Fundraisers – and fundraising – need to be funded.
The pandemic has caused an interesting shake-up: many employers are struggling to find or keep employees.
Meanwhile, the nonprofit sector has an unfortunate history of paying poorly – that matches up to a history of short stays for employees. (It always seems like the person who doesn’t work for you must be more talented… and the new job must be a better fit for you.)
With this in mind, I came across this tweet, touting an article in Pro Publica.
You can read the article and judge St. Jude’s for yourself.
But what really burned me about this tweet is this part:
400+ fundraisers make more than $100k.
I’m not alone in saying this. Plenty of people with bigger profiles than mine have been talking about this stupid yet persistent idea for years.
Fundraising is a critical investment in an organization’s work
Fundraising is an expense. It’s also mission.
Stop and think on that a while, please.
Fundraising doesn’t take from mission. Fundraising IS mission. Why? Because when you raise money, you invite more people to participate in your cause. More donors mean more mission work accomplished AND more people invested in that work.
The pernicious idea that you can judge an organization’s worth by calculating a simple ratio between program expenses and fundraising expenses is bunk… but it’s so captivatingly easy that people can’t quit it.
The nonprofit sector is a huge part of our economy
We’re not working on the fringes here. We represent nearly 10% of the U.S. labor force. As of 2018, ours was the third largest sector. That’s not nothing.
Our work is needed. We matter. So we need to stop thinking of ourselves as the real world’s poor cousin.
Nonprofit employees should not be expected to work for peanuts. Yet even Pro Publica, a nonprofit newsroom, pays their top employees more than $100k. (And good for them!)
This is the 2019 filing:
So why does Eric Umansky, (their current Deputy Managing Editor), highlight $100k as a shocking number for St. Jude’s?
Find good people; treat (and pay) them well
If you invest in fundraising you will raise more money. If you can find – and keep – good fundraisers, you will raise more money.
And because fundraising is about building relationships, if you keep good fundraisers around, your fundraising will be more successful.
Sometimes, good fundraising looks like direct mail premiums. (Lots of comments in response to the Pro Publica article about how much people hate them… yet they still work.) The only way to know is to test.
Good fundraising may not look like what you have in mind, especially if you’re not a fundraiser. Direct response fundraising may not be pretty. It may be corny. Those long letters you swear you don’t read… they still do better than the short ones you swear you would.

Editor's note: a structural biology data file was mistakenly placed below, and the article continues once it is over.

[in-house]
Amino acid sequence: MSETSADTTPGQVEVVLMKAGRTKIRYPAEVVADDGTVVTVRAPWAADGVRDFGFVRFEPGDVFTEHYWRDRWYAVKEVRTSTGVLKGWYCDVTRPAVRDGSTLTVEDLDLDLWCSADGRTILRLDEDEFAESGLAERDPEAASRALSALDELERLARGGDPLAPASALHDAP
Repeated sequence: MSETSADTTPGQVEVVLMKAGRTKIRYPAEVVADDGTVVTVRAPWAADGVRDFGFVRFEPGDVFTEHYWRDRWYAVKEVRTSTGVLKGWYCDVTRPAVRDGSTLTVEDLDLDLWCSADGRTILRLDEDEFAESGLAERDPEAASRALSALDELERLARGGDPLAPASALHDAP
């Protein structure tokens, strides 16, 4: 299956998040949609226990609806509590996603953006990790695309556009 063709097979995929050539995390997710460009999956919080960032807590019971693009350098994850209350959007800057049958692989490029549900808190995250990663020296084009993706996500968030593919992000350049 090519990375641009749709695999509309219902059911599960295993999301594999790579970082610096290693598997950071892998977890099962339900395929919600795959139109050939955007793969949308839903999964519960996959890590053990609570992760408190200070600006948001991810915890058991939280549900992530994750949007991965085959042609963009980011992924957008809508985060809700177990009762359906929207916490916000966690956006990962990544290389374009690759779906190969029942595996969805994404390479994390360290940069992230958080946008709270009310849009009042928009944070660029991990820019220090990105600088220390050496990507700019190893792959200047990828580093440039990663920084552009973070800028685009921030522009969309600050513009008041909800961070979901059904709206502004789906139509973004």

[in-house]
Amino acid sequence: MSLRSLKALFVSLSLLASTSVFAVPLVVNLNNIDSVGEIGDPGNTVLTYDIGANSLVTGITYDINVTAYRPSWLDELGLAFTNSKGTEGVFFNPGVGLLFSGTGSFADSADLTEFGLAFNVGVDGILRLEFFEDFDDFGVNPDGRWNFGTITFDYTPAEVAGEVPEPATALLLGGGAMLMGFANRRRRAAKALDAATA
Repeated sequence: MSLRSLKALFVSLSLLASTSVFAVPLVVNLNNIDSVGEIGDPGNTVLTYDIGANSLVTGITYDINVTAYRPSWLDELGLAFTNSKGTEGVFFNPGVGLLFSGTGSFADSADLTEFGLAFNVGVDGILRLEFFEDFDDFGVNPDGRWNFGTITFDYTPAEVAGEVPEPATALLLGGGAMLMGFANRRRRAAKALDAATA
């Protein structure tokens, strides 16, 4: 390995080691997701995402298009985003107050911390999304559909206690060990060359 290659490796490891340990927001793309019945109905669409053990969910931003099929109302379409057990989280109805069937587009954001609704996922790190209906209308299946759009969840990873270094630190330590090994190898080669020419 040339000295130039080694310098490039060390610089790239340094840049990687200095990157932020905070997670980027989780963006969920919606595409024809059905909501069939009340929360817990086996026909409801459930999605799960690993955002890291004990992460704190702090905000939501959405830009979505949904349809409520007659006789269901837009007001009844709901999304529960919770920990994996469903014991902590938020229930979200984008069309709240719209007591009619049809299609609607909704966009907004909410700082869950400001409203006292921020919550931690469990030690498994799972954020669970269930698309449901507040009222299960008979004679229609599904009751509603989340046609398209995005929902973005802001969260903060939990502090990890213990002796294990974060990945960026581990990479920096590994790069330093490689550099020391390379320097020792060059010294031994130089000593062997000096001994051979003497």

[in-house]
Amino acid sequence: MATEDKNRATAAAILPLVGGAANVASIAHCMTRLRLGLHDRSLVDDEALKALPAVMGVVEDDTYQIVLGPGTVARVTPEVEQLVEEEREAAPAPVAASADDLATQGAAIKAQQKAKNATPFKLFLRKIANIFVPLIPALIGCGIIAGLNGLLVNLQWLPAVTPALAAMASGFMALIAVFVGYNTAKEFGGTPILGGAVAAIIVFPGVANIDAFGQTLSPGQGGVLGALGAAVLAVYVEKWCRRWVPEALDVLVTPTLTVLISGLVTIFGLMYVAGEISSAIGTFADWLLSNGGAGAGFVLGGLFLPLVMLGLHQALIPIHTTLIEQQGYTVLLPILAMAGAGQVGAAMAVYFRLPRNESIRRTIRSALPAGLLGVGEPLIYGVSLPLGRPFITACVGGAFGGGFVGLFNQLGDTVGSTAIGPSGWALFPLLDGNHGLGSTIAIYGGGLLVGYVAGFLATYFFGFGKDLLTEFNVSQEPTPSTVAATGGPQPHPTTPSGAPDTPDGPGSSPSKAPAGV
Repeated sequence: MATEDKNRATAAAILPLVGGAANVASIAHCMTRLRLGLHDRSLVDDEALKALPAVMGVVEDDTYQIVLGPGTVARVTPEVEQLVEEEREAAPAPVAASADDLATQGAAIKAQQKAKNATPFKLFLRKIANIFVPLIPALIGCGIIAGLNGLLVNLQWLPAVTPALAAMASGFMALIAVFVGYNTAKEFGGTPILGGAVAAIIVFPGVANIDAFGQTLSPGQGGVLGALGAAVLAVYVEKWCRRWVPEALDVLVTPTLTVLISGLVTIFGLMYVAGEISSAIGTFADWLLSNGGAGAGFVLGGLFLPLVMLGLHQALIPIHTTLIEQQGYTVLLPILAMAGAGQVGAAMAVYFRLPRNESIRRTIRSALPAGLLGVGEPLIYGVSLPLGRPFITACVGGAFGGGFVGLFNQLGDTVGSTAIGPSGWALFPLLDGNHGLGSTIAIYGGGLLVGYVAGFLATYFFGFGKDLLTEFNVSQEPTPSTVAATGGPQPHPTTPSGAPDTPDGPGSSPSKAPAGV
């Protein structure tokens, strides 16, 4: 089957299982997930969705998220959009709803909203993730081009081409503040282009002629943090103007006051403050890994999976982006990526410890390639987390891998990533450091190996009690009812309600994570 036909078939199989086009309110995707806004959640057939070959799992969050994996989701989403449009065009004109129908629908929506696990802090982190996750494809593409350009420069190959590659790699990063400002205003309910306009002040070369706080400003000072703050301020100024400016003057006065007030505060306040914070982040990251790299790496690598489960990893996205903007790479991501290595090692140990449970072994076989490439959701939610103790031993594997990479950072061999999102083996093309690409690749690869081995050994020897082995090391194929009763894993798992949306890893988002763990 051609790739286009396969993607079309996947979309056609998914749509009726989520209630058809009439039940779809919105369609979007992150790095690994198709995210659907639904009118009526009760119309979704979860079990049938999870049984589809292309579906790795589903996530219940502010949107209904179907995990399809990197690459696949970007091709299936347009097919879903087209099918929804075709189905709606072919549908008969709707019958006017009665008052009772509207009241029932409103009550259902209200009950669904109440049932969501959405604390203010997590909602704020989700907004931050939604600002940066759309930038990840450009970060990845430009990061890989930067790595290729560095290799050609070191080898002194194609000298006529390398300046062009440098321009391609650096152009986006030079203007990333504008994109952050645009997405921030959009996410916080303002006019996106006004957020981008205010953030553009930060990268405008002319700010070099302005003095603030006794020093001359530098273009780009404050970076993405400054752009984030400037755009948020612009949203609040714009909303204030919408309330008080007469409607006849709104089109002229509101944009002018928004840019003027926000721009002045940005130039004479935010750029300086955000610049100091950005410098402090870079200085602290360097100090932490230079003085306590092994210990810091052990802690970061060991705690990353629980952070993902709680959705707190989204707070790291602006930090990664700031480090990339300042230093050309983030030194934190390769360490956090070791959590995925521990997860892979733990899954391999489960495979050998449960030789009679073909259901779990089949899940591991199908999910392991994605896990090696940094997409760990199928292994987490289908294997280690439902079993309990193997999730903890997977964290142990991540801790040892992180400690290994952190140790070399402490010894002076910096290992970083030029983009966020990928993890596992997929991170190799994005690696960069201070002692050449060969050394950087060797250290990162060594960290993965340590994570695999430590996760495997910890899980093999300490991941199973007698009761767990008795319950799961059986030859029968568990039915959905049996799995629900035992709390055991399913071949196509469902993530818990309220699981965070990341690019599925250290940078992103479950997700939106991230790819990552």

Whether it’s direct response or person to person, fundraising takes skill, patience, and time. All that costs money.
Here are some ways you can keep good people around:
A good environment
Don’t ask people to put up with temper tantrums. Or bad chairs.
Invest in the work
Don’t ask someone to raise money with no budget, for instance. I know there’s this idea that all someone needs is a phone and someone else’s Rolodex. But it doesn’t work like that.
Praise in public, teach in private
I was taught this early on: save criticism for a private meeting. But praise people where others can hear. The ripple effect helps everyone.
Praising staff doesn’t take anything away from you. It only brings staff people closer to you. If you want fundraising staff with more clout, be sure to praise their good work at board meetings… and invite them to hear it!
Involve fundraising staff in big decisions
This doesn’t mean every decision has to be a group decision. But no one should be out of the loop when it involves their work or life.
Do not allow competition and infighting
People can have differences of opinion. That’s healthy. But do not play them against each other. If you’re the decision-maker, ask for input then make the decision. Fundraising staff need to connect with other departments – like program people and communications/marketing people.
Pay them as well as possible
If that means scaling back program growth, then do that. Do not create programs on a whim. If you have good people and give them the tools they need, your organization will grow. Learn how to talk to funders and other investors in your organization about why good pay matters and helps your work.
Good people and good fundraising make strong organizations that can accomplish lots of good things. It all goes together.
P.S. My friend Dani Robbins tweeted an article that was so inspiring I need to share it with you. Read about how one Washington nonprofit raised staff salaries – all of them – to a minimum of $70,000.